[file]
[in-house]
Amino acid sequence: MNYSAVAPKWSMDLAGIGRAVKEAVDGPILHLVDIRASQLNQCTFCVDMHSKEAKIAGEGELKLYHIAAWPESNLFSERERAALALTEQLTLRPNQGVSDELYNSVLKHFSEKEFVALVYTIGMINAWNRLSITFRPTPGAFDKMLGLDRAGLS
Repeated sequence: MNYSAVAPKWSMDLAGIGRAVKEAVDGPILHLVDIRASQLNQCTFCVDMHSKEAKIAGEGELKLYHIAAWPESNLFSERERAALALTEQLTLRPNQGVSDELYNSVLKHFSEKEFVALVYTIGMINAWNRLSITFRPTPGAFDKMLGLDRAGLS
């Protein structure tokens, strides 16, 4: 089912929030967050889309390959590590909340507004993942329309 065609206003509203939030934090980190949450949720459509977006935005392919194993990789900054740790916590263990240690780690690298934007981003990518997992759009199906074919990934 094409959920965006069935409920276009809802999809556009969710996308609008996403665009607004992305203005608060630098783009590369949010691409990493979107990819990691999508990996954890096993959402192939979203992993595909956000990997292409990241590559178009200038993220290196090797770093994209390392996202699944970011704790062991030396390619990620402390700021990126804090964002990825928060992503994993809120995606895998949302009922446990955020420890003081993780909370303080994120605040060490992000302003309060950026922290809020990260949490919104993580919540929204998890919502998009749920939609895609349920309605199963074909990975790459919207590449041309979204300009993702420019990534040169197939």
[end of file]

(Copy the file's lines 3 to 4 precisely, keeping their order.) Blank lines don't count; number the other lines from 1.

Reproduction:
Repeated sequence: MNYSAVAPKWSMDLAGIGRAVKEAVDGPILHLVDIRASQLNQCTFCVDMHSKEAKIAGEGELKLYHIAAWPESNLFSERERAALALTEQLTLRPNQGVSDELYNSVLKHFSEKEFVALVYTIGMINAWNRLSITFRPTPGAFDKMLGLDRAGLS
């Protein structure tokens, strides 16, 4: 089912929030967050889309390959590590909340507004993942329309 065609206003509203939030934090980190949450949720459509977006935005392919194993990789900054740790916590263990240690780690690298934007981003990518997992759009199906074919990934 094409959920965006069935409920276009809802999809556009969710996308609008996403665009607004992305203005608060630098783009590369949010691409990493979107990819990691999508990996954890096993959402192939979203992993595909956000990997292409990241590559178009200038993220290196090797770093994209390392996202699944970011704790062991030396390619990620402390700021990126804090964002990825928060992503994993809120995606895998949302009922446990955020420890003081993780909370303080994120605040060490992000302003309060950026922290809020990260949490919104993580919540929204998890919502998009749920939609895609349920309605199963074909990975790459919207590449041309979204300009993702420019990534040169197939």